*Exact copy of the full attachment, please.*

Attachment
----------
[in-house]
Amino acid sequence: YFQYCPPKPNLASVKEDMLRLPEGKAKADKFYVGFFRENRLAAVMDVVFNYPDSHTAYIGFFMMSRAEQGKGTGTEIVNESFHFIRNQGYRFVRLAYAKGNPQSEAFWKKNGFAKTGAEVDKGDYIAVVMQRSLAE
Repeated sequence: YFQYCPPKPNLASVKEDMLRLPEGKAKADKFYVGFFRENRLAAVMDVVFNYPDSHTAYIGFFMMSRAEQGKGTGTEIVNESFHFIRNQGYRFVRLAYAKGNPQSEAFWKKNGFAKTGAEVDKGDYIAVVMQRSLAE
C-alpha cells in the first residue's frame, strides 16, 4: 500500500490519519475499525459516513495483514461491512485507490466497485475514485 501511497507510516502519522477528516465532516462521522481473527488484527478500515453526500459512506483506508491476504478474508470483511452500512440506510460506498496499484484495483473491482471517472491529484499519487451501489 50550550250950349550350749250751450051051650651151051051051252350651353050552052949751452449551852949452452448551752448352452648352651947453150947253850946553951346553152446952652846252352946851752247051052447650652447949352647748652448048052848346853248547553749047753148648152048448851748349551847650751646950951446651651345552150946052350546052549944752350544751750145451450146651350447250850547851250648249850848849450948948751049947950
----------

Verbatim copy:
[in-house]
Amino acid sequence: YFQYCPPKPNLASVKEDMLRLPEGKAKADKFYVGFFRENRLAAVMDVVFNYPDSHTAYIGFFMMSRAEQGKGTGTEIVNESFHFIRNQGYRFVRLAYAKGNPQSEAFWKKNGFAKTGAEVDKGDYIAVVMQRSLAE
Repeated sequence: YFQYCPPKPNLASVKEDMLRLPEGKAKADKFYVGFFRENRLAAVMDVVFNYPDSHTAYIGFFMMSRAEQGKGTGTEIVNESFHFIRNQGYRFVRLAYAKGNPQSEAFWKKNGFAKTGAEVDKGDYIAVVMQRSLAE
C-alpha cells in the first residue's frame, strides 16, 4: 500500500490519519475499525459516513495483514461491512485507490466497485475514485 501511497507510516502519522477528516465532516462521522481473527488484527478500515453526500459512506483506508491476504478474508470483511452500512440506510460506498496499484484495483473491482471517472491529484499519487451501489 50550550250950349550350749250751450051051650651151051051051252350651353050552052949751452449551852949452452448551752448352452648352651947453150947253850946553951346553152446952652846252352946851752247051052447650652447949352647748652448048052848346853248547553749047753148648152048448851748349551847650751646950951446651651345552150946052350546052549944752350544751750145451450146651350447250850547851250648249850848849450948948751049947950